When was the last time you said you’re sorry to someone at work. Last week? Last month? Last year? Never?
There isn’t a right answer to this but I was thinking about this yesterday on the Jewish New Year.
Jews are asked to spend the next 10 days to reflect on the past year and ask those who they may have slighted in last year for forgiveness.
Call it prep work for Yom Kippur – the Day of Atonement.
First, an acknowledgement (apology?) up front: This isn’t the firm time I’ve written about workplace apologies.
Back then, I referred you to the SorryWatch blog, which tracks good, bad and ugly apologies. (There is also a category for “Evil Twin” apologies too. Worth checking out just for that.)
More recently, the blog authors recount the apologies of the Royal Canadian Mountain Police in settlement of a massive discrimination and workplace harassment claim a while back.
It’s a terrific and rare example of the power of an apology in the right circumstance. You can read the whole thing here, but here’s a brief cut from it:
Instead of succeeding and thriving in a supportive and inclusive workplace, many women have suffered careers scarred by gender and sexual discrimination, bullying and harassment. …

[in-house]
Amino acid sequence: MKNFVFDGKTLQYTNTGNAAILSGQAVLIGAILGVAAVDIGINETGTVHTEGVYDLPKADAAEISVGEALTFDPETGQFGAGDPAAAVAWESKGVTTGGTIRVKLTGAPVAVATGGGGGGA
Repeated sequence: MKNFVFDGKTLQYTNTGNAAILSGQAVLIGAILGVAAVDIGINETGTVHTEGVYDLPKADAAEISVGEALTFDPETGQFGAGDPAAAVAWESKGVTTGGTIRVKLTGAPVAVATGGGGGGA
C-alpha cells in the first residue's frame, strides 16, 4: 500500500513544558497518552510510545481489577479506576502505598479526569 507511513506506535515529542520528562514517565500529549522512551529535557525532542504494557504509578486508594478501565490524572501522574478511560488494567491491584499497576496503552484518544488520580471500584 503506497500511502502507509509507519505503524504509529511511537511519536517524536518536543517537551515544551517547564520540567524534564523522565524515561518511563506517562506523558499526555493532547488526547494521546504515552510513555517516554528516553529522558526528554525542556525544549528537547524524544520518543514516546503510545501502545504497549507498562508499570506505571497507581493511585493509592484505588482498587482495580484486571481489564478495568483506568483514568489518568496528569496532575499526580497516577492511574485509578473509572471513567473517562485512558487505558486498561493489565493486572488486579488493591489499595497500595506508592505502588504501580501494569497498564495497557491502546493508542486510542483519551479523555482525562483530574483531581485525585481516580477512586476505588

Harassment and the lack of effective systems and processes to have prevented it and eliminated it from our workplace is absolutely at odds with what the RCMP is supposed to be. It is at odds with what we all need the RCMP to be.
To the representative plaintiffs here today: Janet Merlo, who has so courageously taken the lead to represent so many women who have been adversely affected, and to Linda Davidson and all the women you represent; indeed to all the women who have been impacted by the Force’s failure to have protected your experience at work, and on behalf of every leader, supervisor or manager, every Commissioner: I stand humbly before you and solemnly offer our sincere apology.
You came to the RCMP wanting to personally contribute to your community and we failed you. We hurt you. For that, I am truly sorry. You can now take some comfort in knowing that you have made a difference. Because of you, your courage and your refusal to be silenced, the RCMP will never be the same.
I must also apologize to all Canadians. I know how disappointed you’ve been with the Force as you heard some of these very public and shameful examples of disgraceful conduct within our ranks.
The SorryWatch blog gives a big thumbs up to the apology because it meets their suggestions for a good apology. There are five steps to lay the foundation for a good apology:
- Say you’re sorry.
- Say the thing you are sorry for. (As an aside, this is notoriously hard for my kids.)
- Say you understand the import of what you did.
- Make amends.
- Figure out what steps to take so it doesn’t happen again.
It won’t work in all instances. But in some it will.
So have your employees say “I’m sorry” to one another when appropriate; it may just prevent your next discrimination case from happening.